During my year in London, I met the most incredible people from every country, race, creed, and age you can imagine. Unlike any other time in my life, I feel as though each person was sent to me for a very specific reason. It’s as though I can picture every face I met and specifically name how they affected my future.
There was the little old man who hobbled up and down Portobello Road with a Jack Russell on his shoulders. He brought me comforts from home: the reminders of my grandfather in his little Irish cap, the playful sparring of bar regulars, and the fuzzy ears of a Jack, my family’s preferred pet choice. (Theories abound as to why…)
There was the anesthesiologist who held my hand during a surgery. The medicine he gave me had made me extremely emotional (What- ME? Emotional?) and he stood by my side, stroking my hand throughout the surgery and into recovery until I had calmed down. He taught me that care-giving is about caring for a patient wholly and completely, not about collecting a paycheck.
There was the playwright who looked directly at me in a master class, using me as an example for a trusting audience member. He taught me that there is no good way to write a play, there’s only your way.
And then there are the handful of women who not only held my hand during a surgery or provided the comforts of home, but changed my life forever. The American girls who, like me, attacked everything with our Type A, overachiever personalities. The Canadian scholar who always set the benchmark for how far we all could go. The Portuguese Harry Potter lover who threw us a weekend-long slumber party and movie marathon. The two Hollys who, with British slang only they could understand, were always good for a laugh, a dance, or a pint. The list goes ever on…
Most of my days were spent with three others, a motley crew pieced together in only ways The Universe knew how. Me, the tough-and-broken Philadelphian in a perpetual battle between euphoric happiness and lack of confidence self-sabotage. The brunette, supermodel-looking ex-pat, now New Yorker, who will stand beside me on my wedding day. The Scandinavian beauty who radiated light and purity from her large, doe-like eyes.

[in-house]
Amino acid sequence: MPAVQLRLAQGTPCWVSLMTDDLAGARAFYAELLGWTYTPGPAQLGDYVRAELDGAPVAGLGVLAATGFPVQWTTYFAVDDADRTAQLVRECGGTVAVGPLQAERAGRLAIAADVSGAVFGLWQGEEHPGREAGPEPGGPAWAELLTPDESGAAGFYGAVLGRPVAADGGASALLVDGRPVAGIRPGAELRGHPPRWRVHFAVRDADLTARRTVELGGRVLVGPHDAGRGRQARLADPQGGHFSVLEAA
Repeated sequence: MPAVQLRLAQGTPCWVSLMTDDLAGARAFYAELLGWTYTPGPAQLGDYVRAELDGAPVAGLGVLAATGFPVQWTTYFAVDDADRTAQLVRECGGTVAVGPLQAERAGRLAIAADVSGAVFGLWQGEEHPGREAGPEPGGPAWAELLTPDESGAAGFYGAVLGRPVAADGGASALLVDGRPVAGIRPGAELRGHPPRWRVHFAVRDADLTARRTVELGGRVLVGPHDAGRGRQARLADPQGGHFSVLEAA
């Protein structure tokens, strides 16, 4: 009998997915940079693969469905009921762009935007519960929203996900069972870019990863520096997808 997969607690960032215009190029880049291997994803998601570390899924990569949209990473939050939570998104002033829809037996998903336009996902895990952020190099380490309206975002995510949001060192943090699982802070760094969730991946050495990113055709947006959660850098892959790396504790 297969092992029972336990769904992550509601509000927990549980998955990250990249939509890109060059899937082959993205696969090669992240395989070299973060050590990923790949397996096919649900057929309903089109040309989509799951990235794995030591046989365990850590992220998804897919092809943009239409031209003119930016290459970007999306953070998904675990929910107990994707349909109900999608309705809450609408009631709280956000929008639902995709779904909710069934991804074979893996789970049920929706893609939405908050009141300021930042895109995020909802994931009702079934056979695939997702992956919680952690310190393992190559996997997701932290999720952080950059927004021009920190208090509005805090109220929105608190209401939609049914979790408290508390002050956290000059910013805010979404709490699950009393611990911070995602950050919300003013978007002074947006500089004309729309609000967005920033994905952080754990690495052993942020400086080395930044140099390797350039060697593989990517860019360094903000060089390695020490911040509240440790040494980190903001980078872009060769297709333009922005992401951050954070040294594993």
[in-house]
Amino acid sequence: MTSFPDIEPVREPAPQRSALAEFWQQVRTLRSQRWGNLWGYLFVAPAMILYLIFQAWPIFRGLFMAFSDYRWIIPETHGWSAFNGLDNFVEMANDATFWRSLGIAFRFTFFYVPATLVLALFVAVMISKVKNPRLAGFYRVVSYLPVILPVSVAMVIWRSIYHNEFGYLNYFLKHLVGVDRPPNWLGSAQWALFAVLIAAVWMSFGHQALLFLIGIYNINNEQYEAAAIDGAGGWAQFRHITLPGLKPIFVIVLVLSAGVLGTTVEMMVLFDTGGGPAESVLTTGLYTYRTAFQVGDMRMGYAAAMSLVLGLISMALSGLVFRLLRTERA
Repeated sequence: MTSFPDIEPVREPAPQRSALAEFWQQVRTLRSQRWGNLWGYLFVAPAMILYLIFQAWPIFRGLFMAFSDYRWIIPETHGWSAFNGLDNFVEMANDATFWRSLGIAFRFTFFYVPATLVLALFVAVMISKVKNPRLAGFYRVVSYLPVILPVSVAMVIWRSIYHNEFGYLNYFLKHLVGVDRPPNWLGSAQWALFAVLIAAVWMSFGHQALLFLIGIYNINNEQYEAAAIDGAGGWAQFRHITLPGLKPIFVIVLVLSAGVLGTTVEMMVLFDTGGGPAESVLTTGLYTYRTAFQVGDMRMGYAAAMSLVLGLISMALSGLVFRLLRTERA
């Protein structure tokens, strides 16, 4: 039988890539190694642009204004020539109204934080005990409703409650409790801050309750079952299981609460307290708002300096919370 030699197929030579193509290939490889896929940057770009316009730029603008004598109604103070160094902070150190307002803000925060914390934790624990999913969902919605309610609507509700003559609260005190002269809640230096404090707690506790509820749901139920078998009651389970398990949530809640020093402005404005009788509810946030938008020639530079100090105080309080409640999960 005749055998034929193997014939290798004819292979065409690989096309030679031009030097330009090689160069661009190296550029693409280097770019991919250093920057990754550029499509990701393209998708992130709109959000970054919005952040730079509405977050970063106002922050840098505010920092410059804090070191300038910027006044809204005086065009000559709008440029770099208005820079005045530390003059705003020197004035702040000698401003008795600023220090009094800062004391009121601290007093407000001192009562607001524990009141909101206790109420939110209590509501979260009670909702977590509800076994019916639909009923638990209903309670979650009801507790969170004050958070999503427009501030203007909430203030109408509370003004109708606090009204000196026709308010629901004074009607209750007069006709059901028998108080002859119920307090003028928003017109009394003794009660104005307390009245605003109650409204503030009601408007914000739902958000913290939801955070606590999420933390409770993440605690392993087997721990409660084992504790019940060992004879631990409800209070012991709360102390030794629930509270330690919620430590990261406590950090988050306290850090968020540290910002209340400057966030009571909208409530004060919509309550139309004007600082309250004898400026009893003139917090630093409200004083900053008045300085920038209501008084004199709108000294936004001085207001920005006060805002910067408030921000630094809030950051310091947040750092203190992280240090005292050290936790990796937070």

And then there was Serra.
Occasionally Serra and I would have grand adventures – ice skating at the Natural History Museum, sitting in tents on a rooftop in December, or climbing the steps to Cardiff Castle – but mostly, Serra and I were often found eating burritos on Tuesdays, walking to and from class, or sitting side by side during a lecture.
We were an odd pair, coursing along the cobblestones and paved walkways of Bloomsbury. I stood between 5’7″ and 5’8″, short, blonde hair bobbing over a bright green coat, long legs powering me quickly to the Tube. My pale skin made ever paler due to the London fog. She stood barely 5′, with olive skin and dark hair that cascaded down to her bottom, usually clad in black. Her legs were smaller and due to her clumsy nature, often tripped her up, sprawling her on the sidewalk at my feet.
She made me laugh, walking into a broom closet because a boy made her nervous or posting Tweets such as: “My celebrity crushes always start with ‘Who the hell is this?’ and always turn into ‘That’s his right nostril I can tell’” or “How do people just have casual intercourse with random strangers? I can’t even order pizza over the phone.”
And so, we became friends. We became friends the way a leaf does with a breeze, because together we danced. We soared. We made each other’s life a little more beautiful.
I never asked her what her religion was or, if I did, it wasn’t something I made a note of. It never mattered to me what type of God she believed in or whether or not she subscribed to a particular afterlife. It didn’t make any difference in the knowing. She was she and I was I and together we were unstoppable.